Holding Her

I didn’t have to hold her the first time I held her. I’d been carrying her all these months and we had spent twenty-four hours dancing together, blindfolded, not knowing our partner. And here she was — my dance partner, held up in silence so I could see her sex. I don’t know what happened then. I was on my back, someone else’s legs in front of me in stirrups. My arm was stretched out on a thing, full of things. There were so many people there were so many lights and it was over. The baby. The baby. A real baby. This baby. The first time I held her it was on my chest. Skin-to-skin, skin-to-skin, skin-to-skin, the holy phrase of my antenatal classes. I felt like a magic healing stone — lay her on me and the fairies can’t get her, can’t come and steal her breath. I held her as a stone holds up. I was heavy and happy in my nakedness, like a stone. I was a joyful glacial stone in a flat landscape, left there a million years ago for this — sun-warmed.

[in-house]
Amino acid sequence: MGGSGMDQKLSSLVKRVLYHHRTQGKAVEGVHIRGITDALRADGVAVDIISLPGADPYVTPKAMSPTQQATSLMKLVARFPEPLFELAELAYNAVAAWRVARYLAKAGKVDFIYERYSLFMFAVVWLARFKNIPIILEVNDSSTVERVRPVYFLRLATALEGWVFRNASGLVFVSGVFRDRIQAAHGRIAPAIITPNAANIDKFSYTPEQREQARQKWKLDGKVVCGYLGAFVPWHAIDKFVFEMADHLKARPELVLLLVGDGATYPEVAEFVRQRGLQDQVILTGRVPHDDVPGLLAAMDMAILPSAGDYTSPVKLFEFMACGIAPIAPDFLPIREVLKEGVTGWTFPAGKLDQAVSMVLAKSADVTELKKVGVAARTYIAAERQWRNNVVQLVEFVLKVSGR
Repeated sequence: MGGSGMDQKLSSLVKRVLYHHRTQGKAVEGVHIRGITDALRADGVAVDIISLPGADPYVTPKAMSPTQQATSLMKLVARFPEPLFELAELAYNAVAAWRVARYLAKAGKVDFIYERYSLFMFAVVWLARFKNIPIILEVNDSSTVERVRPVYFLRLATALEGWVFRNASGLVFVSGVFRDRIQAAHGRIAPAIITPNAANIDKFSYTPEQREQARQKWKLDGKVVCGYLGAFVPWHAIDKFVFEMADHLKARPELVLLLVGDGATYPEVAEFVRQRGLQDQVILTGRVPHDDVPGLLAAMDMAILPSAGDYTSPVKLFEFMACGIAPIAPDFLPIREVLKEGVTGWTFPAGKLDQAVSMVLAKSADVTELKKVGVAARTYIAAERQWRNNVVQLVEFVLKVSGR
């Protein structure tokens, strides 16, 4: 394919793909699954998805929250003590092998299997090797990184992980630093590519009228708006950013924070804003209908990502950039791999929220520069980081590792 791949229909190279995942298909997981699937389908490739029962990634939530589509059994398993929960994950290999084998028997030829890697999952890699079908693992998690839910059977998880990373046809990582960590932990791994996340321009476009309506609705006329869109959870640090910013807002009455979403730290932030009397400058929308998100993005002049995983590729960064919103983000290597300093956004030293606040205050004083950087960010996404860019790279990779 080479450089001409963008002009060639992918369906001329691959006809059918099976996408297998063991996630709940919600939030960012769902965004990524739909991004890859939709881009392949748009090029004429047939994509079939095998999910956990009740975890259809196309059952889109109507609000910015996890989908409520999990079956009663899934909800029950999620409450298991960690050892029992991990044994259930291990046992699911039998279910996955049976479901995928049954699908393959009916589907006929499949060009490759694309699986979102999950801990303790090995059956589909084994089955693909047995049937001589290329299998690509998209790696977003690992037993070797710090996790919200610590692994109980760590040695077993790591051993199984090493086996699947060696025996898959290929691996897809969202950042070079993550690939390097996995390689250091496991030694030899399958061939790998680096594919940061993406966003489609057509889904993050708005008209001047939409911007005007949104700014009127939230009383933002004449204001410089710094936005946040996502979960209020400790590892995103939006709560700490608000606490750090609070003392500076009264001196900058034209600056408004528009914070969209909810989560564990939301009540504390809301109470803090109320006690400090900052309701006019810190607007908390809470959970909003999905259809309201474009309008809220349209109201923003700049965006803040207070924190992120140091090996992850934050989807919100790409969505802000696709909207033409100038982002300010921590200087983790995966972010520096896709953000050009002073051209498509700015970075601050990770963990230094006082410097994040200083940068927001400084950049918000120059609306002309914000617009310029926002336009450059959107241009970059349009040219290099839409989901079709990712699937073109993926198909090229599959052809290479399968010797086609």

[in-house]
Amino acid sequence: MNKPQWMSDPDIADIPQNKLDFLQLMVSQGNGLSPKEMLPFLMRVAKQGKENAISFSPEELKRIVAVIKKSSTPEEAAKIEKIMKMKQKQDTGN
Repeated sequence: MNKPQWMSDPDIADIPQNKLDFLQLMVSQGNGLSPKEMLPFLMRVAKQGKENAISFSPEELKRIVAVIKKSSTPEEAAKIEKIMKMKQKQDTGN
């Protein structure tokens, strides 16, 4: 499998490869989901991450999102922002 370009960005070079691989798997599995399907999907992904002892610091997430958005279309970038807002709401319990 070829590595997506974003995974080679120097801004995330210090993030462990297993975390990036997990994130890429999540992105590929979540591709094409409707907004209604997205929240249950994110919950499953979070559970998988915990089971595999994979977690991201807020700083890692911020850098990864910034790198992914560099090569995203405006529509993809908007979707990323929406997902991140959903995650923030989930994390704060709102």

By Ishbel McFarlane

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